The cities of Johannesburg and Pretoria have been plagued by violence since Sunday. One hundred and eighty-nine people were arrested.
Two days after the start of a new wave of xenophobic violence in South Africa, five people were killed, local police said Tuesday (September 3rd). One hundred and eighty-nine people were arrested. “There have been five killings” in Johannesburg, the country’s main city, according to a police statement, which said it has deployed reinforcements in “hot spots”. “The greatest number” of the victims are South Africans, said South African Minister of Police Bheki Cele.
The violence and looting began on Sunday after the death of three people in the unexplained fire of a building in downtown Johannesburg, before spreading to other parts of the city, then to Pretoria. Dozens of stores have been vandalized and heavy trucks suspected of being driven by foreigners have been set on fire in KwaZulu-Natal province (north-east)
In Johannesburg, police drove hundreds of people armed with bricks and stones into the city center and ransomed rubber bullets into the township of Alexandra, which adjoins Sandton’s financial district. The night before, many shops had been looted and destroyed in the township.
Hitherto silent, President Cyril Ramaphosa spoke on Tuesday afternoon to “condemn in the strongest terms” xenophobic violence.
“The attacks on foreign traders are unacceptable,” he insisted in a video posted on Twitter. I want to stop them immediately. “There can be no justification for a South African to attack people in other countries,” said the president of the “rainbow nation” dreamed by his predecessor and mentor Nelson Mandela, who convened an emergency ministerial meeting.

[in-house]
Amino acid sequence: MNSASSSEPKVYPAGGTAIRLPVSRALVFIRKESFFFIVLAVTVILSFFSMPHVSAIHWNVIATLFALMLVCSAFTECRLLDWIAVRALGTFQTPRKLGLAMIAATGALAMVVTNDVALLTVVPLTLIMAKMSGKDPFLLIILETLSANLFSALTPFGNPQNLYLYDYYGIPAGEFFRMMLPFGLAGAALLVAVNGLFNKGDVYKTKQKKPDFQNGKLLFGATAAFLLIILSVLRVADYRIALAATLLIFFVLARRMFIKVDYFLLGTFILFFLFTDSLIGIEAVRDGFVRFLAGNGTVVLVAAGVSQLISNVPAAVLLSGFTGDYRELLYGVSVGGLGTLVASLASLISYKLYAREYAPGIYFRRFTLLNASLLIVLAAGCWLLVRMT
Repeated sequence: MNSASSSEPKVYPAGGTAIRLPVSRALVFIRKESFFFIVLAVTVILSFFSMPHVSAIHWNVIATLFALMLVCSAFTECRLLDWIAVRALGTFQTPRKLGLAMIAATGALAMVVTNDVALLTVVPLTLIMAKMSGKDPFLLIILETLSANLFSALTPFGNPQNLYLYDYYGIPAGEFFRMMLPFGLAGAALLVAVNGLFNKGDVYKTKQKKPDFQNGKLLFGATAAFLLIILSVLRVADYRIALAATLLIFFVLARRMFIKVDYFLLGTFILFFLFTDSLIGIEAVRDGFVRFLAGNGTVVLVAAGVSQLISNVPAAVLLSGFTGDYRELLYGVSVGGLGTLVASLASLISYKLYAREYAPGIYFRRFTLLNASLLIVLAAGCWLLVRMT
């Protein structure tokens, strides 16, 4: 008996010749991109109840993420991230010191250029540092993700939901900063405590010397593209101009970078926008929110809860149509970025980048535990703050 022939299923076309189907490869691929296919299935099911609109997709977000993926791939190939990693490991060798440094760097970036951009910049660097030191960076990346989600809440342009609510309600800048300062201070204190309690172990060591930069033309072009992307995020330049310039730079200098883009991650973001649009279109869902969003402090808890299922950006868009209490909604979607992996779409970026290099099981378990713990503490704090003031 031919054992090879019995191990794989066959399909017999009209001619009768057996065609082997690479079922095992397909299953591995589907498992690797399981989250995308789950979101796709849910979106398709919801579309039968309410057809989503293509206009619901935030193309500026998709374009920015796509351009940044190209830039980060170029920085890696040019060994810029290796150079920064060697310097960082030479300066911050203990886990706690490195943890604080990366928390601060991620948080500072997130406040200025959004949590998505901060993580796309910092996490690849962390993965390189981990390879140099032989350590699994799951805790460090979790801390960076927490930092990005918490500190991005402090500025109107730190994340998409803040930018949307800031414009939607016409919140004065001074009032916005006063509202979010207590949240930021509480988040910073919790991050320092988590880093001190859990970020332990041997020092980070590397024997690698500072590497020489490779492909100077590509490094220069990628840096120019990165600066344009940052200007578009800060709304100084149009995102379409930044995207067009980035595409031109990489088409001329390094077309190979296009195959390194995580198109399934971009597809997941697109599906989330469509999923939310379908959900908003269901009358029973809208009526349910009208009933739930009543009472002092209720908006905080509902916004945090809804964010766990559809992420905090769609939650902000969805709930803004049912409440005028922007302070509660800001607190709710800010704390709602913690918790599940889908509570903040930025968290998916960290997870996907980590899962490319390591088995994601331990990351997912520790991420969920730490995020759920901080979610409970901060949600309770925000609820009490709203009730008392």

I condemn the violence that has been spreading around a number of our provinces in the strongest terms. I’m convening the ministers in the security cluster today to make sure that we keep a close eye on these acts of wanton violence and find ways of stopping them. pic.twitter.com/sizZkwIyPO
— Cyril Ramaphosa 🇿🇦 (@CyrilRamaphosa) September 3, 2019
South Africa, the continent’s most developed sub-Saharan economy, is the scene of xenophobic violence, fueled by high unemployment and poverty. But this new outbreak of fever has this time taken a continental turn.
The chairman of the commission of the African Union, Moussa Faki Mahamat, denounced Tuesday attacks “abject”. The Nigerian head of state, Muhammadu Buhari, said he was “very worried” about the violence against African immigrants, especially those from his country, and announced the arrival of a “special envoy” in South Africa.
On Monday, his government had threatened to take “decisive action” against South Africa. “The perpetual attacks against Nigerian nationals and their economic interests in South Africa are unacceptable, he had insurgent Monday on Twitter. Enough is enough! ”
I am sending a Special Envoy to President Ramaphosa to share our deep concern about the security of Nigerian lives and property in South Africa, and to ensure that the South African Government is doing everything within its power in this regard.
— Muhammadu Buhari (@MBuhari) September 3, 2019
- “They burned everything”
Many Nigerian personalities have called for a “total boycott” of South African companies, such as DSTV TV provider or telecom giant MTN, and to send South Africa’s ambassador back to Nigeria.
The violence of the last days has caused great concern in the immigrant communities of Johannesburg. “They burned everything,” Kamrul Hasan, a Bangladeshi trader, said on Tuesday in front of his burning business in Alexandra township. “Every six months it’s the same thing. So why stay here? I lost everything. If the [South African] government pays for my plane ticket, I will return to Bangladesh, “he said.
“Our nation is burning and bleeding,” denounced the head of the main opposition party, Mmusi Maimane, head of the Democratic Alliance (DA). “South Africans are scared and have no hope for the future (…). We are witnessing an economic and social collapse, and violent demonstrations, looting, large-scale destruction (…) are the obvious proof, “he said.
In 2015, seven people were killed during looting targeting foreign-owned businesses in Johannesburg and Durban (northeast). In 2008, xenophobic riots killed 62 people in the country.